Governor DeWine Announces Ohio First State in the Nation to Screen Newborn Babies for Duchenne Muscular Dystrophy

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(COLUMBUS, Ohio)—Ohio Governor Mike DeWine today announced that Ohio will become the first state in the nation to begin screening all newborn babies for Duchenne Muscular Dystrophy (DMD).

The provision was included in HB 33, the state’s budget bill for Fiscal Years 2024-25, which Gov. DeWine signed in July 2023. It added DMD to the list of 40 other rare medical conditions included in the Ohio Department of Health’s (ODH) Newborn Screening program.

“Today, Ohio is the first state in the country to screen for Duchenne Muscular Dystrophy (DMD) in newborns,” said Governor DeWine.  “Adding DMD to the list of screenings newborns receive ensures that parents will be able to start initiating care early for children who are diagnosed with this condition.”

DMD is the most common hereditary neuromuscular disease and one of the most severe forms of inherited muscular dystrophies. An estimated 20,000 cases are diagnosed each year worldwide.

It is characterized by progressive muscle degeneration and weakness. Symptom onset is in early childhood, usually between ages 2 and 3. There is currently no cure; however, new treatments through gene therapy can help slow the progression of symptoms and improve quality of life.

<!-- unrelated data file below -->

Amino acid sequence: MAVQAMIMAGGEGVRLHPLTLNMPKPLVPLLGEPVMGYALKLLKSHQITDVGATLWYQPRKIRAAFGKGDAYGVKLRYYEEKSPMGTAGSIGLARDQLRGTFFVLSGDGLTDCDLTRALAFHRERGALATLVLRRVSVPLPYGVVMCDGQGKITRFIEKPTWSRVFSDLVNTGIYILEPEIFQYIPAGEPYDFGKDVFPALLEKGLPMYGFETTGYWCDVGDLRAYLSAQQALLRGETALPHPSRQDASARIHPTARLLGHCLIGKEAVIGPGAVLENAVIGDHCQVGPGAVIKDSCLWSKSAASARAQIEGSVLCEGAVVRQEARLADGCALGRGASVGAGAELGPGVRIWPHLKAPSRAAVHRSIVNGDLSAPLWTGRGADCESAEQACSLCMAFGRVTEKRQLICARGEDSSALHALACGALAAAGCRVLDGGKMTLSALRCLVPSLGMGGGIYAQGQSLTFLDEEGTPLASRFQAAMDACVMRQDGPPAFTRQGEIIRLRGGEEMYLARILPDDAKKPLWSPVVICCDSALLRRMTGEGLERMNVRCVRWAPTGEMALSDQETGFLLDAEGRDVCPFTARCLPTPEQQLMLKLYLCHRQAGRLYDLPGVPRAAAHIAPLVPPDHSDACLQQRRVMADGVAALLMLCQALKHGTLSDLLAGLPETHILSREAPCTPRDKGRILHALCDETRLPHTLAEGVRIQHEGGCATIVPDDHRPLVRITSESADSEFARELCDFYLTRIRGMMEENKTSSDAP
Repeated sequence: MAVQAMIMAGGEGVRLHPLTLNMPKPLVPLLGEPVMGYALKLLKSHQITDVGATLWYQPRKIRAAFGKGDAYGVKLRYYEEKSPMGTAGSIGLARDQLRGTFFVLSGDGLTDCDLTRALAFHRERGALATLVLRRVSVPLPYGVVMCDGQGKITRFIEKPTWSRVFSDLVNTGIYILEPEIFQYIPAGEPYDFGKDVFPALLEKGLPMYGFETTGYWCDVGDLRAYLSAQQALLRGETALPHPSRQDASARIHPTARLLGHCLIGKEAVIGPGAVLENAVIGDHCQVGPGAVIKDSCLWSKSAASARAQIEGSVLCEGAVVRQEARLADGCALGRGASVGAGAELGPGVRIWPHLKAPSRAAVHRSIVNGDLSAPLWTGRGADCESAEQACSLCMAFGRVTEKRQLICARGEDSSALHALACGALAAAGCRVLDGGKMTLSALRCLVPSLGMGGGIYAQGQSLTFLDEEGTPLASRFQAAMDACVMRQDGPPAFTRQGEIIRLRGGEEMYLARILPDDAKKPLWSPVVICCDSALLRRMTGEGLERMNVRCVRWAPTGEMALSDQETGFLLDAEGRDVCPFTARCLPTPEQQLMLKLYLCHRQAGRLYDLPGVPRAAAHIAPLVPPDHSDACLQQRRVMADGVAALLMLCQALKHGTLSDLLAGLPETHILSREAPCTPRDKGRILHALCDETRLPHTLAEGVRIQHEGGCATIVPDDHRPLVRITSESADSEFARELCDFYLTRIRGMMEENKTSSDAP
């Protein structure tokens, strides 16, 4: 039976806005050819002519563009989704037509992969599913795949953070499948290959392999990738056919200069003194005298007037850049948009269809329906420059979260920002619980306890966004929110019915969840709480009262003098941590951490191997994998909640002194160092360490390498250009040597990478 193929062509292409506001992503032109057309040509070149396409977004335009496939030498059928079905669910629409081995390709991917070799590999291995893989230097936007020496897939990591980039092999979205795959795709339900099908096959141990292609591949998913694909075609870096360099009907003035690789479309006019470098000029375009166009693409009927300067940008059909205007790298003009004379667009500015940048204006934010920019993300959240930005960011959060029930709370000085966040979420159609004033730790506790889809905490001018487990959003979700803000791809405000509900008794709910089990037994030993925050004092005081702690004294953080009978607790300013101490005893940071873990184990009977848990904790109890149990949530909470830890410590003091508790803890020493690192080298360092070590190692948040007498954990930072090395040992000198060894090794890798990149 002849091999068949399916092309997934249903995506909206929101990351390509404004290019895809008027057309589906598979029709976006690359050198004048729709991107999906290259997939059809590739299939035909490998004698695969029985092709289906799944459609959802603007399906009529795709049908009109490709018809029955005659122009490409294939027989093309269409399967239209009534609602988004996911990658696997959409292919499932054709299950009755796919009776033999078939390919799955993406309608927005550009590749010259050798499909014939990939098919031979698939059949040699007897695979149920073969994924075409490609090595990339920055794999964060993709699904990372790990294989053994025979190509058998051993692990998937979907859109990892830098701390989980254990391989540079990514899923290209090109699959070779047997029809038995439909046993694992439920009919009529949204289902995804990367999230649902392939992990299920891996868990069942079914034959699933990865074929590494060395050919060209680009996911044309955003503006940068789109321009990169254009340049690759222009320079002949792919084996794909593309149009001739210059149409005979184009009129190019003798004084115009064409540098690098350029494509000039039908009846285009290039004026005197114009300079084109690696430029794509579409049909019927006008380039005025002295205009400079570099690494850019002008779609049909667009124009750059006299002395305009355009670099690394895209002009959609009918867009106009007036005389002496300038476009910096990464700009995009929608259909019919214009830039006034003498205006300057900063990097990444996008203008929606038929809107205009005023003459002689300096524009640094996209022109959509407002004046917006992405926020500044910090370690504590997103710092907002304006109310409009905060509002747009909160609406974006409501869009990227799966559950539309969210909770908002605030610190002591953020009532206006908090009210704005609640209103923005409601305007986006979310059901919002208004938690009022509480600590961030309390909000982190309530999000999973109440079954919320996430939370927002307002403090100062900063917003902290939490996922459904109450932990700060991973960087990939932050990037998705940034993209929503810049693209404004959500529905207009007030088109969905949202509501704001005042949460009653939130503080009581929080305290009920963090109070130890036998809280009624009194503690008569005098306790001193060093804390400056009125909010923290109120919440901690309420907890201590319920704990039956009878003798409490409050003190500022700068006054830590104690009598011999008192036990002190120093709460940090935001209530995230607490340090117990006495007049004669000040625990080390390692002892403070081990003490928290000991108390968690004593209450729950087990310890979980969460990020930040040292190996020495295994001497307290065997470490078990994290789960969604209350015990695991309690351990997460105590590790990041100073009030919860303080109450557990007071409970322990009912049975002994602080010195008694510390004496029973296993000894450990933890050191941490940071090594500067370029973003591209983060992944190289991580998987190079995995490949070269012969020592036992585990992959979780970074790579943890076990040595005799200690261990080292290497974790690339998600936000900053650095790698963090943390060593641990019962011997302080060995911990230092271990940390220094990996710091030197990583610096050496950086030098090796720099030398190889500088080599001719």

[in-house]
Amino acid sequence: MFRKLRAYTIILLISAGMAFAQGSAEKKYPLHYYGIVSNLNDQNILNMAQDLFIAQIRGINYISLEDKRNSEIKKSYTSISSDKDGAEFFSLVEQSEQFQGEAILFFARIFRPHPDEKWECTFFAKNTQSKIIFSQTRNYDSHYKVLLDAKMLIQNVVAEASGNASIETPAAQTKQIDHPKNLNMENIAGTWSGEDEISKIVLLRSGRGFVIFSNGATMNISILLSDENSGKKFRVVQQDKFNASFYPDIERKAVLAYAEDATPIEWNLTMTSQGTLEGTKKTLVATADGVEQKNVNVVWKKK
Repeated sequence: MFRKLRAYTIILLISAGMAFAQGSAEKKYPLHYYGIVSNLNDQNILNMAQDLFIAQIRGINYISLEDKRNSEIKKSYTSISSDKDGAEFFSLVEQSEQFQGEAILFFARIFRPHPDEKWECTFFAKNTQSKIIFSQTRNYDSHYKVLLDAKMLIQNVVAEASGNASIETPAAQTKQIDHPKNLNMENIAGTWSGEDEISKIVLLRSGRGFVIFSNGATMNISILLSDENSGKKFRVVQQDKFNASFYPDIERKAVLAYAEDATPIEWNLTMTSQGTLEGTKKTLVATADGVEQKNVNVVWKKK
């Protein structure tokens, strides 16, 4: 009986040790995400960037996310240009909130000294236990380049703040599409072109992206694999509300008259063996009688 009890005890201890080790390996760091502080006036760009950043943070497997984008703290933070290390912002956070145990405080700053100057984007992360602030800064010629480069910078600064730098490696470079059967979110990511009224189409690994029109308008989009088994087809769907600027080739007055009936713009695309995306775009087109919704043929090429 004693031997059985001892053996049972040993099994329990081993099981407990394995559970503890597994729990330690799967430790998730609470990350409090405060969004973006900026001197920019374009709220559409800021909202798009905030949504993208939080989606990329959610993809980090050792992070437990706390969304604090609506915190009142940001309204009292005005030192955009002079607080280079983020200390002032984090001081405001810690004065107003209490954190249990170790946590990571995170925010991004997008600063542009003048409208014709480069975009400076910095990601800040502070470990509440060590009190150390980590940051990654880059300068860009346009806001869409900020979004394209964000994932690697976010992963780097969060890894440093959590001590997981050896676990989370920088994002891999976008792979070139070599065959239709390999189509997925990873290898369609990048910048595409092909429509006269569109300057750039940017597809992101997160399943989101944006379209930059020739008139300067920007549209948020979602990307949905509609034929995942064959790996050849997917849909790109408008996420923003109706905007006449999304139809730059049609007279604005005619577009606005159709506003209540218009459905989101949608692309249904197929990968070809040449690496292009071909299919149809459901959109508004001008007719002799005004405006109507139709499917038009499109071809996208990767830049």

Adding DMD to the Newborn Screening Program should help parents avoid what often is a long journey to getting a DMD diagnosis.

Ohio law requires newborn screening to be done on all babies born in the state. Analysis takes place in ODH’s Public Health Laboratory. Each year, the screenings help improve the health outcomes of nearly 300 babies.

It is estimated that screening will identify 35 babies with DMD in Ohio each year.

“This addition means more children in Ohio will have the chance to live their best lives,” said ODH Director Bruce Vanderhoff, MD, MBA.

Ohio also is well-positioned to treat children with DMD. The state is home to eight Comprehensive Genetics Centers, including three designated as Certified Duchenne Care Centers by the Parent Project Muscular Dystrophy advocacy organization: Nationwide Children’s Hospital in Columbus, Akron Children’s Hospital, and Cincinnati Children’s Hospital Medical Center.

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